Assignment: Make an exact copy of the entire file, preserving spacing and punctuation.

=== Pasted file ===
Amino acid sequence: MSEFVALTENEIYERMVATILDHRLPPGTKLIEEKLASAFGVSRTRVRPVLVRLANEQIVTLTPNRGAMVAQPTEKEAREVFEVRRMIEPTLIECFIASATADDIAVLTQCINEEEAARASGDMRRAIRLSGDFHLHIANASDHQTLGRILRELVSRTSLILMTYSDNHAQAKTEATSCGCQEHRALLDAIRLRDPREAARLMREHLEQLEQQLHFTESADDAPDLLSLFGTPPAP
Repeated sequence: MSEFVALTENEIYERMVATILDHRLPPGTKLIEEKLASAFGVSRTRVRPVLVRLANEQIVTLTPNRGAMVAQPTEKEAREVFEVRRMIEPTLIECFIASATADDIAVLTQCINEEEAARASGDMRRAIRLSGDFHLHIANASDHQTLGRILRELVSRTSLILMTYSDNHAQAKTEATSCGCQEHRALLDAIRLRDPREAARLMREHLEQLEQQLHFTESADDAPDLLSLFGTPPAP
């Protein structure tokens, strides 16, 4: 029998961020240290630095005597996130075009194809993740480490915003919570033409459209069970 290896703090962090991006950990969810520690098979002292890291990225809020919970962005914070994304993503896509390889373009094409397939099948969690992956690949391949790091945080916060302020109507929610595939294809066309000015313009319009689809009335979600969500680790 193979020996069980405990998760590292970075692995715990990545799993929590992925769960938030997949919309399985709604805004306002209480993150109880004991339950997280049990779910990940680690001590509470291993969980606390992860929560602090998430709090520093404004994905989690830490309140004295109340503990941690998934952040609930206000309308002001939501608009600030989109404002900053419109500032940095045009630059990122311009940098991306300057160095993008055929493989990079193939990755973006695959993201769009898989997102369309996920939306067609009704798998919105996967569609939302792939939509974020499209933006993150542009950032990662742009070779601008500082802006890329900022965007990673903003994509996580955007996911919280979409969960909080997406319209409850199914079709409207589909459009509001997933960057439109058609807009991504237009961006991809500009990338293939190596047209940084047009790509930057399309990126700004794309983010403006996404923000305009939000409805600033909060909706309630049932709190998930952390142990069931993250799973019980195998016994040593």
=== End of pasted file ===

Amino acid sequence: MSEFVALTENEIYERMVATILDHRLPPGTKLIEEKLASAFGVSRTRVRPVLVRLANEQIVTLTPNRGAMVAQPTEKEAREVFEVRRMIEPTLIECFIASATADDIAVLTQCINEEEAARASGDMRRAIRLSGDFHLHIANASDHQTLGRILRELVSRTSLILMTYSDNHAQAKTEATSCGCQEHRALLDAIRLRDPREAARLMREHLEQLEQQLHFTESADDAPDLLSLFGTPPAP
Repeated sequence: MSEFVALTENEIYERMVATILDHRLPPGTKLIEEKLASAFGVSRTRVRPVLVRLANEQIVTLTPNRGAMVAQPTEKEAREVFEVRRMIEPTLIECFIASATADDIAVLTQCINEEEAARASGDMRRAIRLSGDFHLHIANASDHQTLGRILRELVSRTSLILMTYSDNHAQAKTEATSCGCQEHRALLDAIRLRDPREAARLMREHLEQLEQQLHFTESADDAPDLLSLFGTPPAP
């Protein structure tokens, strides 16, 4: 029998961020240290630095005597996130075009194809993740480490915003919570033409459209069970 290896703090962090991006950990969810520690098979002292890291990225809020919970962005914070994304993503896509390889373009094409397939099948969690992956690949391949790091945080916060302020109507929610595939294809066309000015313009319009689809009335979600969500680790 193979020996069980405990998760590292970075692995715990990545799993929590992925769960938030997949919309399985709604805004306002209480993150109880004991339950997280049990779910990940680690001590509470291993969980606390992860929560602090998430709090520093404004994905989690830490309140004295109340503990941690998934952040609930206000309308002001939501608009600030989109404002900053419109500032940095045009630059990122311009940098991306300057160095993008055929493989990079193939990755973006695959993201769009898989997102369309996920939306067609009704798998919105996967569609939302792939939509974020499209933006993150542009950032990662742009070779601008500082802006890329900022965007990673903003994509996580955007996911919280979409969960909080997406319209409850199914079709409207589909459009509001997933960057439109058609807009991504237009961006991809500009990338293939190596047209940084047009790509930057399309990126700004794309983010403006996404923000305009939000409805600033909060909706309630049932709190998930952390142990069931993250799973019980195998016994040593």